in light of that, i think it has begun to slowly creep into my head that God accepts me, faults and all, and there is nothing i can do to make Him love me more or love me less. perfection isn't going to win me God's love. but still there is something within me that makes me a perfectionist--perhaps a desire to please others, a prideful drive, or a need for self-esteem.

coming home from Kentucky has certainly been an instance of my failing to be perfect--not completing a task, taking one giant step in the wrong direction and having to back up and redirect. that's one reason i can discern for this episode in my life--a glorious opportunity to mess up & find that God (and in my blessed case, my friends and family) did not turn His back to me because i didn't achieve much, didn't impress anyone, didn't accomplish everything. it awes and excites me to get to know more of this real love of God.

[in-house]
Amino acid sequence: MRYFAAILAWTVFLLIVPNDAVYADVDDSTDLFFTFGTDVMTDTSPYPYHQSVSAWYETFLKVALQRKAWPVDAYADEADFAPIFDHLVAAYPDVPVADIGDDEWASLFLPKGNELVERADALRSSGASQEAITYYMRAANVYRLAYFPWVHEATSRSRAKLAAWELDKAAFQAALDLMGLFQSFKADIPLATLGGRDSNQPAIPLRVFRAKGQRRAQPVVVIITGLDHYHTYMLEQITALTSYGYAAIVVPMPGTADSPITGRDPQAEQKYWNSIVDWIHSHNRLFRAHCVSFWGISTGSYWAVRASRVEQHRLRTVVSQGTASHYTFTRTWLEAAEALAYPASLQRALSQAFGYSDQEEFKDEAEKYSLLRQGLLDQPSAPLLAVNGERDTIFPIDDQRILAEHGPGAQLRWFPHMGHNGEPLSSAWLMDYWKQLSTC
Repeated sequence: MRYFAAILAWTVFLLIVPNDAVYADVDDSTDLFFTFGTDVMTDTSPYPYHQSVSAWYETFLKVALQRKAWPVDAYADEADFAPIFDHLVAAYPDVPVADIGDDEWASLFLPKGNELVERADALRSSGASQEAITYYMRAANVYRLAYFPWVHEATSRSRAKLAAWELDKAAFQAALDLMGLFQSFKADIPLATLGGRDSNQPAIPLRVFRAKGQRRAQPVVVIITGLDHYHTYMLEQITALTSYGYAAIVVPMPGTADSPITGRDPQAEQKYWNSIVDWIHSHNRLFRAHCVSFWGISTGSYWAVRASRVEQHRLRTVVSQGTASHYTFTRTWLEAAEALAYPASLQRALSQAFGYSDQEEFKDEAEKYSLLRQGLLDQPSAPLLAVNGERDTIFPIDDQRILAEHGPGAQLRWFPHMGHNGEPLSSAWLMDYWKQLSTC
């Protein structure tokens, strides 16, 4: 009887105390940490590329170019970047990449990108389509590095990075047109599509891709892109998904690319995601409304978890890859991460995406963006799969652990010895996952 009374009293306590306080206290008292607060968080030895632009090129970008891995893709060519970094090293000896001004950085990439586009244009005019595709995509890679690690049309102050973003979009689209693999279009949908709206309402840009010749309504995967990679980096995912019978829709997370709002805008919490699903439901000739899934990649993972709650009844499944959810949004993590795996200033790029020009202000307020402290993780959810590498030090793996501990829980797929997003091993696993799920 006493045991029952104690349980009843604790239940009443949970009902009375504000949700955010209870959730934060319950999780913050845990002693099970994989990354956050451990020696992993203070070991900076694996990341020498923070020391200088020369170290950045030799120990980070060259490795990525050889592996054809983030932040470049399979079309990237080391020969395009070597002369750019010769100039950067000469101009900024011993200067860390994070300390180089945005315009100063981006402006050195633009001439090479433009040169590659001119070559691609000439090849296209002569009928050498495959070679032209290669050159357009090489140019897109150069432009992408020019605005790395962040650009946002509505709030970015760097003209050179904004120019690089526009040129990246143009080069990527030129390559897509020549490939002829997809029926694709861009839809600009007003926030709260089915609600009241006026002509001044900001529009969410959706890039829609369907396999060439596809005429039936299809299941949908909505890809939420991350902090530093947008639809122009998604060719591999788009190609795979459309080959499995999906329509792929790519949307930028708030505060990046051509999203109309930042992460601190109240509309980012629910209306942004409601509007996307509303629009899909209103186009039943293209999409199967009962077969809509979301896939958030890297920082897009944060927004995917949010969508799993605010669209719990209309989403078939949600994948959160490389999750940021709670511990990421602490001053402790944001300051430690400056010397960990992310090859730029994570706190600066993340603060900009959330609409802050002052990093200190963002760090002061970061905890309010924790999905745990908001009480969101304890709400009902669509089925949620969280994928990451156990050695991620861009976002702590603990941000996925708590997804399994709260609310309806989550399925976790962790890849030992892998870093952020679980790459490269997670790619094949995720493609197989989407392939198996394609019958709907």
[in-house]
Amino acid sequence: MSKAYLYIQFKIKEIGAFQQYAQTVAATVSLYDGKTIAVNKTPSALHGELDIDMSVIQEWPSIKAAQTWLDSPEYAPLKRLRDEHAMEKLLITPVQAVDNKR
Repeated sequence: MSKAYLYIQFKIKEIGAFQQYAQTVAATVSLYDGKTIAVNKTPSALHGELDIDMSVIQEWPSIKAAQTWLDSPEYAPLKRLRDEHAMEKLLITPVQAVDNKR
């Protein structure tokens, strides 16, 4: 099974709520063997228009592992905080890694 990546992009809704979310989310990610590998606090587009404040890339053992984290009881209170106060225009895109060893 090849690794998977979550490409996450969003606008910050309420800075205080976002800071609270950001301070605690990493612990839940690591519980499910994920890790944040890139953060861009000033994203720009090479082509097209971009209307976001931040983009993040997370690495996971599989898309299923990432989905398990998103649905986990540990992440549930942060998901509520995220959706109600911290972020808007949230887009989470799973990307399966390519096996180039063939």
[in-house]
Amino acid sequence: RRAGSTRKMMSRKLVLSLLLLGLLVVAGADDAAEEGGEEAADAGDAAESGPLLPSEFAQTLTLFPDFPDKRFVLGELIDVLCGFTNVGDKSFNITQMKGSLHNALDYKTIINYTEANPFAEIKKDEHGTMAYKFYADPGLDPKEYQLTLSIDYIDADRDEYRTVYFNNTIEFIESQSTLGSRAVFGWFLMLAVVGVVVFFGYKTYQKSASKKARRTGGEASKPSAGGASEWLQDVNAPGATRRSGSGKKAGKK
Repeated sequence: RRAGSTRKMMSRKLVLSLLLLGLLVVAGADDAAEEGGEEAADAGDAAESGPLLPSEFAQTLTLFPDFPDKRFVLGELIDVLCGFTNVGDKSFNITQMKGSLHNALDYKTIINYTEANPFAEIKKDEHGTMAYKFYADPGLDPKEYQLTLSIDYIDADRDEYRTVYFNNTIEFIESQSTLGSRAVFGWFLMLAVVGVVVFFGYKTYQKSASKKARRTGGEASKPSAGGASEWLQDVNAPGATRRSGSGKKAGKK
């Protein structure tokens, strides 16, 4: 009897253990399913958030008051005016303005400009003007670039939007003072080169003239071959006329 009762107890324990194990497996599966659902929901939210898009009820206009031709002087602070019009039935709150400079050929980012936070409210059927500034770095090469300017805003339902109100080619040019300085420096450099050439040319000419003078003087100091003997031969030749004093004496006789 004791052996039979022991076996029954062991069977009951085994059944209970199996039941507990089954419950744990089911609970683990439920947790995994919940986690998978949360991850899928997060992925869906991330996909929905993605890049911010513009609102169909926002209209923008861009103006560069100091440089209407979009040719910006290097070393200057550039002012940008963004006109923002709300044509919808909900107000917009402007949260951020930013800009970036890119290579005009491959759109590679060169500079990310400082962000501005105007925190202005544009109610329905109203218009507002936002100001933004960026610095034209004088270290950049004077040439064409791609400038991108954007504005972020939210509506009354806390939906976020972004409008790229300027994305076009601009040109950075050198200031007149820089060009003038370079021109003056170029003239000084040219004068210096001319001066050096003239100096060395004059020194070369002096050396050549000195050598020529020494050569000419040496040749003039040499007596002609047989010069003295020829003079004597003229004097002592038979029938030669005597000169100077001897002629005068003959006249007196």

something i want to share with everyone that relates to this, and i don't think it's healthy for this to continue to be a silent struggle: after two or three years of glorious clear skin, my rather severe acne has come back, unwelcomed and unexpectedly. this is a part of my self image that right now is far from perfect, and it is something i can't control. i can't eat less or exercise more to become skinnier, i can't go shopping for new clothes to look more fashionable, i can't get a new haircut to look trendier--i just have to deal with it. it's an imperfection i can't control. it's one i hate and feel cursed with and often times i find that it controls me. and i struggle with what it means for God to have made this a part of my life (on and off) for the past 10 years. this go-round i think it's God trying to affirm in me the knowledge that I am one of His created, made in Him image, unendingly beautiful in His eyes regardless of how I look to myself or to others. to urge me to stop comparing myself to friends with china-doll skin and understanding that He made them, yes, but He also made me just as I am. but talking about this in light of the perfectionism discussion helps me see that perhaps this acne is also a way for me to let go of control and perfection and rest in His love. not in the affirmation of others, not in the pleasing of myself, but in Him.